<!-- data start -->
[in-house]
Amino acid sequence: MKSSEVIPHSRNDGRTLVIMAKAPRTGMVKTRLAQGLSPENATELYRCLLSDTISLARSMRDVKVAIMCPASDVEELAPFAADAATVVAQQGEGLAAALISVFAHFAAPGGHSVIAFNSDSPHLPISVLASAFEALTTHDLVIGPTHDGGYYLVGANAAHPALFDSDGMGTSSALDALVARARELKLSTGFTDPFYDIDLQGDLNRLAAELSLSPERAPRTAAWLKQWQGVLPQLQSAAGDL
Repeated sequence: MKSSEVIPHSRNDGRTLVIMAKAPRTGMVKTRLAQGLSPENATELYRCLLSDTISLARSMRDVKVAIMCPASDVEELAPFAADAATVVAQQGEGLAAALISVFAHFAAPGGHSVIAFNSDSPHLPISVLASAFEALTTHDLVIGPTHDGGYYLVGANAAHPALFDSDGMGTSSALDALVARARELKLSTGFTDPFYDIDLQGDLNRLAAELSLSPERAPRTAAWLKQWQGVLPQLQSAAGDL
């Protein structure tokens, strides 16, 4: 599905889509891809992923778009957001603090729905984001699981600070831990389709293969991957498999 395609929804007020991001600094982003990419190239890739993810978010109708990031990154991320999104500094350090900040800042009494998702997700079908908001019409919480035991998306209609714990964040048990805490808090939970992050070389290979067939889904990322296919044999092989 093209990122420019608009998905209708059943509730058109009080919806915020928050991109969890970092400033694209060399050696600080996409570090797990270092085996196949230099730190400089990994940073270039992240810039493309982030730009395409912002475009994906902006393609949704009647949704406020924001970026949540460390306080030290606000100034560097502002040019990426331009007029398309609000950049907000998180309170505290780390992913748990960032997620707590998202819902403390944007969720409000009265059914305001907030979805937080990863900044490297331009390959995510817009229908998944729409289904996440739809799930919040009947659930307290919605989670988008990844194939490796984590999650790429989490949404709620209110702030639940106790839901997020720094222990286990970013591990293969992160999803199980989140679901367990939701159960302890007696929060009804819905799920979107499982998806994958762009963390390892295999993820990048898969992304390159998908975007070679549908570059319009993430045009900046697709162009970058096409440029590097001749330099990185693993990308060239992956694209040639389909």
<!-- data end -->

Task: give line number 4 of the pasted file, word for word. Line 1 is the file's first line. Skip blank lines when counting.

């Protein structure tokens, strides 16, 4: 599905889509891809992923778009957001603090729905984001699981600070831990389709293969991957498999 395609929804007020991001600094982003990419190239890739993810978010109708990031990154991320999104500094350090900040800042009494998702997700079908908001019409919480035991998306209609714990964040048990805490808090939970992050070389290979067939889904990322296919044999092989 093209990122420019608009998905209708059943509730058109009080919806915020928050991109969890970092400033694209060399050696600080996409570090797990270092085996196949230099730190400089990994940073270039992240810039493309982030730009395409912002475009994906902006393609949704009647949704406020924001970026949540460390306080030290606000100034560097502002040019990426331009007029398309609000950049907000998180309170505290780390992913748990960032997620707590998202819902403390944007969720409000009265059914305001907030979805937080990863900044490297331009390959995510817009229908998944729409289904996440739809799930919040009947659930307290919605989670988008990844194939490796984590999650790429989490949404709620209110702030639940106790839901997020720094222990286990970013591990293969992160999803199980989140679901367990939701159960302890007696929060009804819905799920979107499982998806994958762009963390390892295999993820990048898969992304390159998908975007070679549908570059319009993430045009900046697709162009970058096409440029590097001749330099990185693993990308060239992956694209040639389909």